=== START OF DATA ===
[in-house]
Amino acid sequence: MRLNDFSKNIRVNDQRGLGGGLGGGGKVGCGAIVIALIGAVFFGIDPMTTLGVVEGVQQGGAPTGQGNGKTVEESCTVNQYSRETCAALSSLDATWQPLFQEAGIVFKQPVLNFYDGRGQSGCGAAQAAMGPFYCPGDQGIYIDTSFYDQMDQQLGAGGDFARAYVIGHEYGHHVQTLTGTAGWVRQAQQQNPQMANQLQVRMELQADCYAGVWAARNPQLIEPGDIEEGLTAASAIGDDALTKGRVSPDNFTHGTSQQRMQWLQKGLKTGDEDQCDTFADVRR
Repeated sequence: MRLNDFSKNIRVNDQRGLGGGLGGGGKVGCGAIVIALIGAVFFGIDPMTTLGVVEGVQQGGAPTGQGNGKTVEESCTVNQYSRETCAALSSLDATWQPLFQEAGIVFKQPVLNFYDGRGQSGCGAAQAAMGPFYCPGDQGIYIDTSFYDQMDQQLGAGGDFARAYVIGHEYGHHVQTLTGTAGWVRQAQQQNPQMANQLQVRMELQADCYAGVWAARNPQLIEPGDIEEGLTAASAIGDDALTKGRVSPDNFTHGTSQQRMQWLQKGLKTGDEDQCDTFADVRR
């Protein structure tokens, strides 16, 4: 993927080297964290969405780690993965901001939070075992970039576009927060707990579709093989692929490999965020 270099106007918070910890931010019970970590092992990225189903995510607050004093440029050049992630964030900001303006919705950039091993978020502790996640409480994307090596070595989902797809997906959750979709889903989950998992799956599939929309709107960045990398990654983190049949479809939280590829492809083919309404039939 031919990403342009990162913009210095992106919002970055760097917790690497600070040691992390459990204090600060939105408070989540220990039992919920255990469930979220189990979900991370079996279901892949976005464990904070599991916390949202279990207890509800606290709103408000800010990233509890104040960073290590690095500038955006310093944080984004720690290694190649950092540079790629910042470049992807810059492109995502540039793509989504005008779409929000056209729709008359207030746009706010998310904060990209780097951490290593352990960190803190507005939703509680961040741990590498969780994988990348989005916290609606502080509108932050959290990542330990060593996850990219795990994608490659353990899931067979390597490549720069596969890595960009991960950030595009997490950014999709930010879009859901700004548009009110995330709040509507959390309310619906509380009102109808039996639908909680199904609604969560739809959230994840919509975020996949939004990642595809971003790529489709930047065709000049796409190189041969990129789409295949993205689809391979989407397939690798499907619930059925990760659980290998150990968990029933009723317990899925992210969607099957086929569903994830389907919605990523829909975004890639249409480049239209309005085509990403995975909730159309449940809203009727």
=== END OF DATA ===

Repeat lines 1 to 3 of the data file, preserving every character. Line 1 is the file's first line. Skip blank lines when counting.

[in-house]
Amino acid sequence: MRLNDFSKNIRVNDQRGLGGGLGGGGKVGCGAIVIALIGAVFFGIDPMTTLGVVEGVQQGGAPTGQGNGKTVEESCTVNQYSRETCAALSSLDATWQPLFQEAGIVFKQPVLNFYDGRGQSGCGAAQAAMGPFYCPGDQGIYIDTSFYDQMDQQLGAGGDFARAYVIGHEYGHHVQTLTGTAGWVRQAQQQNPQMANQLQVRMELQADCYAGVWAARNPQLIEPGDIEEGLTAASAIGDDALTKGRVSPDNFTHGTSQQRMQWLQKGLKTGDEDQCDTFADVRR
Repeated sequence: MRLNDFSKNIRVNDQRGLGGGLGGGGKVGCGAIVIALIGAVFFGIDPMTTLGVVEGVQQGGAPTGQGNGKTVEESCTVNQYSRETCAALSSLDATWQPLFQEAGIVFKQPVLNFYDGRGQSGCGAAQAAMGPFYCPGDQGIYIDTSFYDQMDQQLGAGGDFARAYVIGHEYGHHVQTLTGTAGWVRQAQQQNPQMANQLQVRMELQADCYAGVWAARNPQLIEPGDIEEGLTAASAIGDDALTKGRVSPDNFTHGTSQQRMQWLQKGLKTGDEDQCDTFADVRR